Lawson Brandis – Environmental Specialist
The mining industry generates wealth and economic growth on a national scale through the use of land that Indigenous Australians have a unique relationship with. Approximately 60% of Australian mining projects are in close proximity to Indigenous communities (Department of Industry, Innovation and Science, 2016). As a result, the mining industry is uniquely placed to provide opportunities for socio-economic growth to remote areas of Australia where opportunities are limited. We do acknowledge that there are some areas in Australia where mining may not be compatible with traditional law and customs due to the presences of significant cultural areas. This should be acknowledged and respected by both miners and Government.
Potential opportunities include:
Indigenous people have a unique, long-running relationship with the land. This includes a great deal of knowledge that is useful to the mining industry, not just regarding heritage, but also environmental factors. The mining industry can take advantage of local indigenous people’s knowledge by engaging them to conduct cultural awareness training, heritage consultation and to provide environmental insights.
The most obvious opportunity for indigenous people to become involved in mining is through direct employment by miners or support services. The mining industry is one of the largest employers in rural and remote regions with many job opportunities available. Early stage roles include exploration and survey work. Operational mining jobs are numerous, and many companies actively seek indigenous employees to fill as many roles as possible. However, it is acknowledged that working on a mine is not for everybody.
Partnerships between Aboriginal groups and mining companies can facilitate social programs in urban, rural and remote areas. Examples of different social programs include home visits for vulnerable families, financial assistance, disability services, education assistance, infrastructure development and employment training.
Indigenous involvement in pre-mining baseline assessments and implementation of traditional land management practices can assist with best practice environmental outcomes. Traditional knowledge can help identify any key environmental values, potential environmental impacts and necessary mitigation measures to reduce, or potentially eliminate any impacts. Aboriginal groups can raise concerns, add input and aid in the development of solutions to environmental problems.
As well as sharing their knowledge, Aboriginal people can benefit from receiving training from the mining industry. Skills development through training programs, scholarships and apprenticeships provide advantages to the mining industry, the individuals and their communities. Through training and work experience, the skills gathered during mining can be carried over to other sectors of the economy, as well as to the local community.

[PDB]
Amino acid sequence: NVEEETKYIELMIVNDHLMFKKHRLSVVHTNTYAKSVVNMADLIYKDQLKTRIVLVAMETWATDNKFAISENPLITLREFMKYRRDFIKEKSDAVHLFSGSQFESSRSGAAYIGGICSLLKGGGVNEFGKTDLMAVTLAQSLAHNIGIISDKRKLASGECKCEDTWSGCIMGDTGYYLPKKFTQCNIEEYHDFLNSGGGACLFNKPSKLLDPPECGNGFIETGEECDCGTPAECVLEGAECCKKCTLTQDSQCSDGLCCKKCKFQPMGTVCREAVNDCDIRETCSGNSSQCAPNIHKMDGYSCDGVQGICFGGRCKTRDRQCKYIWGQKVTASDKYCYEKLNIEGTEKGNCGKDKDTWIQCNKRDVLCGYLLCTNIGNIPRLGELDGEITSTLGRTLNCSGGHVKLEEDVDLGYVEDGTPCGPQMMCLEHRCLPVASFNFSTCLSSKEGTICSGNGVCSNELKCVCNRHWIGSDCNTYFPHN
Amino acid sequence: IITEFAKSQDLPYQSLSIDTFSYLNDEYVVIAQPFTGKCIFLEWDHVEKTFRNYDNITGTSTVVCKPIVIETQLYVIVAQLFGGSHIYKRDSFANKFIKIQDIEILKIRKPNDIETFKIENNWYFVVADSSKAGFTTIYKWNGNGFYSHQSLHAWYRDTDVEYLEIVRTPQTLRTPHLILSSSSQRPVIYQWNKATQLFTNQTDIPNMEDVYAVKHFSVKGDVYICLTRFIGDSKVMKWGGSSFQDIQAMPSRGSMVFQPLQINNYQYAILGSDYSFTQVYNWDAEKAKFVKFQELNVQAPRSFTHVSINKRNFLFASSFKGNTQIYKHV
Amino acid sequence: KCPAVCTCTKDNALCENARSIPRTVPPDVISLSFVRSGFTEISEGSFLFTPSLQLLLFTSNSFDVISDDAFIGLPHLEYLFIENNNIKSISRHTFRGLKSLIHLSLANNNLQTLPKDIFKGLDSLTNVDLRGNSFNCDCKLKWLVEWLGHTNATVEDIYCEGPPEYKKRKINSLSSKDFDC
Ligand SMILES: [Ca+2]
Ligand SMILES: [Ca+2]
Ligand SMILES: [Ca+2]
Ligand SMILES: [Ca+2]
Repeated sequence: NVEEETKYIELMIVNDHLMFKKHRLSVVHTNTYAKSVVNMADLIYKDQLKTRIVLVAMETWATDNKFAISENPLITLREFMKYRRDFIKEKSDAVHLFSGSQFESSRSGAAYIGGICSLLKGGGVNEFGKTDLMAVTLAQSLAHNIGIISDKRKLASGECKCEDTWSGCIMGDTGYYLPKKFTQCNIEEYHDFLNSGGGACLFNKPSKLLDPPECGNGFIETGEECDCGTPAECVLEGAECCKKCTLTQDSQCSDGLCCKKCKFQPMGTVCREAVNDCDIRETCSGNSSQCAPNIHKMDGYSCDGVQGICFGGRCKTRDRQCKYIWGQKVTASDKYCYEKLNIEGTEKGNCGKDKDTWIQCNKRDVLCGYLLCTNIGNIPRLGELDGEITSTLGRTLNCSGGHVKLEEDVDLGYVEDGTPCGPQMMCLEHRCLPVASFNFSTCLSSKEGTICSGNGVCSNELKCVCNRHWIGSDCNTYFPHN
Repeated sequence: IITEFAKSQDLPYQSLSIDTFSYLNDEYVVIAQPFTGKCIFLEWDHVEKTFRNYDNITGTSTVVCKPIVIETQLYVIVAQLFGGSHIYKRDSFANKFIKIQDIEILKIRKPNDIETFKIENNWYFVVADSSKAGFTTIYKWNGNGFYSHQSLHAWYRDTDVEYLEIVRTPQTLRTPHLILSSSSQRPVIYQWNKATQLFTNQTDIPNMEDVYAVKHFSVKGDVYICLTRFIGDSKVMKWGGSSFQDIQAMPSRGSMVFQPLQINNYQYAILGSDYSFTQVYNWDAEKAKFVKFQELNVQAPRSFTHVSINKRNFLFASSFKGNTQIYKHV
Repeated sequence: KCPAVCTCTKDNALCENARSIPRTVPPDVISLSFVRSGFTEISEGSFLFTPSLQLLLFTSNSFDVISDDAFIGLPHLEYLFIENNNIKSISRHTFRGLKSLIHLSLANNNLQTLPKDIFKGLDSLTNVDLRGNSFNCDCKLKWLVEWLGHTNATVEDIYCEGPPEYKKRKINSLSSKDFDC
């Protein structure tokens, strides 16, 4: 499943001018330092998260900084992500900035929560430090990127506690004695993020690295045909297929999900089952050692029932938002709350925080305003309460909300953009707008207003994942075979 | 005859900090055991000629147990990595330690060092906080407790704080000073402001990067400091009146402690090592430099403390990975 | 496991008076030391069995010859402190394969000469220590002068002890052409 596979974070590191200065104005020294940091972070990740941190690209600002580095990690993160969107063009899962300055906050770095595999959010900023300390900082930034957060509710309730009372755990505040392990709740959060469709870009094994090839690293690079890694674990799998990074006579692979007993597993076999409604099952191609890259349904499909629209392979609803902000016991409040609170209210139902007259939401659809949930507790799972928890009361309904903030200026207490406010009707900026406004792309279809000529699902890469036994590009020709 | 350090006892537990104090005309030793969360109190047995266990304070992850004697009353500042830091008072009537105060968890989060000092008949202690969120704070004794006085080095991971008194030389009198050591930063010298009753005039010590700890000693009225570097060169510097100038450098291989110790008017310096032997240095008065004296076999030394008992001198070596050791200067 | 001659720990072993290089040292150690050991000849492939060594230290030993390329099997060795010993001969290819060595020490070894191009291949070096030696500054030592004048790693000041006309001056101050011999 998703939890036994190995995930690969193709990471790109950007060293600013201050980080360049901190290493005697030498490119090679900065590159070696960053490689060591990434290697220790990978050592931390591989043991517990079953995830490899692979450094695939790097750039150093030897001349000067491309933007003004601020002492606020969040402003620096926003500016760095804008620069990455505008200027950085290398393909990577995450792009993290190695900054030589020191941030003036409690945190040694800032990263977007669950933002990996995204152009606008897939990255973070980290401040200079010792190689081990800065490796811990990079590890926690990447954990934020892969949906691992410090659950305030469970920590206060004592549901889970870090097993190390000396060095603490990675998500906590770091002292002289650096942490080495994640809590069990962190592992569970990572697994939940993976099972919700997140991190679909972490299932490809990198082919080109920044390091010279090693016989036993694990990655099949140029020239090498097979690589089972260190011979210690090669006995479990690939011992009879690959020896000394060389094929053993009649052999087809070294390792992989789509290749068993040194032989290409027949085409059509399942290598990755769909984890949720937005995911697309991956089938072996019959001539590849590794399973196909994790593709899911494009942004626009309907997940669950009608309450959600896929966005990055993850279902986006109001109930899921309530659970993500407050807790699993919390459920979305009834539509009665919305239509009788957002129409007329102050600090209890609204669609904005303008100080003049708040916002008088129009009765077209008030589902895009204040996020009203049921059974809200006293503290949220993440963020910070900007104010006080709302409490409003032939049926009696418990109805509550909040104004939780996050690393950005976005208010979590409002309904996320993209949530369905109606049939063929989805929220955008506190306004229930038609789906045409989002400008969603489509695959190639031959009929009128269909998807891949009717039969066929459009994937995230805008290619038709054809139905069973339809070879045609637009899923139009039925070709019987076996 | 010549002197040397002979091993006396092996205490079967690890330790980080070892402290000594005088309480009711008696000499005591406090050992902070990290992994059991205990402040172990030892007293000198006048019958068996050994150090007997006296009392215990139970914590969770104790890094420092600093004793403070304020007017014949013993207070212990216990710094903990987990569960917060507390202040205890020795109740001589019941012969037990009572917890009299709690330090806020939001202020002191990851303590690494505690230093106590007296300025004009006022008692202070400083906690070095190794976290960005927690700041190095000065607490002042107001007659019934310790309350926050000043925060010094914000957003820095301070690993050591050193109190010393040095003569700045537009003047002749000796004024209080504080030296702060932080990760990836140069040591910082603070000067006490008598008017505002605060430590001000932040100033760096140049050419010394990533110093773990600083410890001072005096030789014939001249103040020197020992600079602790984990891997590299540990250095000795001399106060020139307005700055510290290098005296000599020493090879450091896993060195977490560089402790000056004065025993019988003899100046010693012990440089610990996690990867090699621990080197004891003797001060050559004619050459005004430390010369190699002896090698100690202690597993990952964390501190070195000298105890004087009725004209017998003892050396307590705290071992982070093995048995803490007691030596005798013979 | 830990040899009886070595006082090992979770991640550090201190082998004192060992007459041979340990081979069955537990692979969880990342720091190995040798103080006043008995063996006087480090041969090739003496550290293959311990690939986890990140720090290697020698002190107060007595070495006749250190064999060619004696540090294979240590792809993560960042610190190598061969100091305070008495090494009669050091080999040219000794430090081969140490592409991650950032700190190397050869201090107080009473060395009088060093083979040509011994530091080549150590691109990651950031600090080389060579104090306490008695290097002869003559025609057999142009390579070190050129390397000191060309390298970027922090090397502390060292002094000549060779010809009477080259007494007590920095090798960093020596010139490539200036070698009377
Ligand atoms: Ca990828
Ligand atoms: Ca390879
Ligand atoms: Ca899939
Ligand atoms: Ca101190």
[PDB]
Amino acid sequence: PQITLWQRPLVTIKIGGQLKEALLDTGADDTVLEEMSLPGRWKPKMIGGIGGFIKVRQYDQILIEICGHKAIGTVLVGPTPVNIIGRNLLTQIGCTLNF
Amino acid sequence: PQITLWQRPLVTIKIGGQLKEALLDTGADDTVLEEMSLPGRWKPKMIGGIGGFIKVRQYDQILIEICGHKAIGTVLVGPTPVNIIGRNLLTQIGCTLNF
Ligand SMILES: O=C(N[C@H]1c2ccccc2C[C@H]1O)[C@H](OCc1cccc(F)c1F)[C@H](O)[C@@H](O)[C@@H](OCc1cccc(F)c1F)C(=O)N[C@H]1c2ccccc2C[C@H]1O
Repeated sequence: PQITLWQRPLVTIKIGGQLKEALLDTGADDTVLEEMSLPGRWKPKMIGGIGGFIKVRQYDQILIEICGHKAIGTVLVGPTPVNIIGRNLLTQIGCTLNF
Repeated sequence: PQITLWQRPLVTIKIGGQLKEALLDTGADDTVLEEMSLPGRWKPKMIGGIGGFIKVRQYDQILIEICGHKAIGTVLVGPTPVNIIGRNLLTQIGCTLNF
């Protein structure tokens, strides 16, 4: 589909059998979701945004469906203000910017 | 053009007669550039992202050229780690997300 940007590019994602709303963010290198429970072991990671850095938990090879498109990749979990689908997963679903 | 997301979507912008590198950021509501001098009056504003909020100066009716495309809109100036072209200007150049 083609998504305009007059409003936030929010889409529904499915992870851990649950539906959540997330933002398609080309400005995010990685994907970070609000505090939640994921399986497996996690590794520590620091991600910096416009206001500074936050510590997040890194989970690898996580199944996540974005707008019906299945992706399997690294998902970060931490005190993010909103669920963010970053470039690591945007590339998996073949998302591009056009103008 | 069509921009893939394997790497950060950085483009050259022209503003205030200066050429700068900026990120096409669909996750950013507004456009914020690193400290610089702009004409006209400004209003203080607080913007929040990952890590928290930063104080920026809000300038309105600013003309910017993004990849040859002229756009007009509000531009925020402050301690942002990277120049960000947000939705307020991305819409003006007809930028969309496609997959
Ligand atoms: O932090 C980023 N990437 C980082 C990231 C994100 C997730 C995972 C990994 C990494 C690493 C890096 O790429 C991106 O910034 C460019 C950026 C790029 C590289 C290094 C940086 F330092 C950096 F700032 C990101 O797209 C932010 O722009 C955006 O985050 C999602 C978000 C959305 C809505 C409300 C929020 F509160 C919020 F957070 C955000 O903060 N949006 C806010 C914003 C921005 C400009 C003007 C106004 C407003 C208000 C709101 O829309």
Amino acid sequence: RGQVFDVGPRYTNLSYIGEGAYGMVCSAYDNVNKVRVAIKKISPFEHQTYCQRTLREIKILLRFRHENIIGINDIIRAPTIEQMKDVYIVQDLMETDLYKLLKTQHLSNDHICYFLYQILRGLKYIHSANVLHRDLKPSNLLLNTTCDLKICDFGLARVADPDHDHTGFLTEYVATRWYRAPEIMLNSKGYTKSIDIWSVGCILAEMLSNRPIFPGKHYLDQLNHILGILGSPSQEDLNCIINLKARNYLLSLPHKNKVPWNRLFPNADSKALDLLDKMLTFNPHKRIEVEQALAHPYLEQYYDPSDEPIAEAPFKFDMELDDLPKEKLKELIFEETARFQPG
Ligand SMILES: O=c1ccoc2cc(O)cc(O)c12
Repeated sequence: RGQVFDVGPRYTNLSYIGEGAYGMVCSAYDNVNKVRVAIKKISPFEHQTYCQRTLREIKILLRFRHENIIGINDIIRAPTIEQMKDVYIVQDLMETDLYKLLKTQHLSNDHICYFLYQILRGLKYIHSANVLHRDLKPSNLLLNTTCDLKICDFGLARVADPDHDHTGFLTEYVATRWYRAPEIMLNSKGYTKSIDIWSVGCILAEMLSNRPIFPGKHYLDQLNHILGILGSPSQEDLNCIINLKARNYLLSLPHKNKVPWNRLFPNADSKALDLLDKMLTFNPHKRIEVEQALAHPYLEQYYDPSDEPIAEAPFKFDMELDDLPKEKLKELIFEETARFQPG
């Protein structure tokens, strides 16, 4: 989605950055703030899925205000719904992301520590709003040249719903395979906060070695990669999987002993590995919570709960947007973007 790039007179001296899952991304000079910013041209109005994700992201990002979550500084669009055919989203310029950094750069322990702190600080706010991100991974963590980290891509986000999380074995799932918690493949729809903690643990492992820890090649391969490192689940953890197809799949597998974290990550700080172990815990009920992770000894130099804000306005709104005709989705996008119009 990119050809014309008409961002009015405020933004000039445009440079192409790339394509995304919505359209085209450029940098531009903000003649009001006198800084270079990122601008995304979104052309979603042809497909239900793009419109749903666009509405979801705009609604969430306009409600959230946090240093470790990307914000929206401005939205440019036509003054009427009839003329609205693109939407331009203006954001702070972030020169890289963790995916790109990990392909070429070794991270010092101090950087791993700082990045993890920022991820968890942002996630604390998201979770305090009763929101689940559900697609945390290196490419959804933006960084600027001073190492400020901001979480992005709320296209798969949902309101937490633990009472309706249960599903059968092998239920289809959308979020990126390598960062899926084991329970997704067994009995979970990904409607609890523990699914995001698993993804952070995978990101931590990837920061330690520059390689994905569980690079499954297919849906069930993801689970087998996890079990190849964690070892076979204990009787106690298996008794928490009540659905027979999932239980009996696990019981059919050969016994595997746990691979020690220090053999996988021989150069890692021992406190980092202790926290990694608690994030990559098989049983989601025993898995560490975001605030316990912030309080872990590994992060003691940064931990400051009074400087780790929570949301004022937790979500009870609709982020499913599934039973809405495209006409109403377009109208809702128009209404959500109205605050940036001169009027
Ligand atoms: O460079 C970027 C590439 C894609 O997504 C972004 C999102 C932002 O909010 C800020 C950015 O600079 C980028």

Potential Way to Facilitate Aboriginal Involvement in Mining
Participation in mining directly or indirectly will generally occur through the establishment of an agreement; this may be via an access/mining agreement or an Indigenous Land Use Agreement (ILUA).
An ILUA is a voluntary agreement between a native title group and others about the use of land and waters. These agreements allow people to negotiate flexible, pragmatic agreements to suit their particular circumstances. An ILUA can be:
- Over areas where native title is or isn’t determined;
- Entered into regardless of whether there is a native title claim over the area or not; or
- Part of a native title determination or settled separately from a native title claim.
ILUAs can cover topics such as:
- Native title holders agreeing to future development;
- How native title rights coexist with the rights of other people;
- Access to an area;
- Extinguishment of native title;
- Employment and economic opportunities for native title groups;
- Cultural heritage; and
When registered, ILUAs bind all parties and all native title holders to the terms of the agreement.
There are potentially many opportunities for indigenous people to become involved in mining directly or benefit from mining indirectly, whether it be through employment, knowledge sharing, training programs, social programs, stakeholder consultation or land management around the mine. It is important for both mining companies and Aboriginal groups to be active in the process, coming to the table with initiative and a plan. If you are trying to engage with indigenous stakeholders or are an Aboriginal group trying to become more involved in the mining industry, feel free to contact Integrate Sustainability on 08 9468 0338 or via email@example.com.
Department of Industry, Innovation and Science. (2016). Working With Indigenous Communities – Leading Practice Sustainable Development Program for the Mining Industry. Canberra: Commonwealth of Australia.
Hirini, R. (2018, February 14). WA gets all female Indigenous ranger teams with new funding. Retrieved from National Indigenous Television: https://www.sbs.com.au/nitv/nitv-news/article/2018/02/12/wa-gets-all-female-indigenous-ranger-teams-new-funding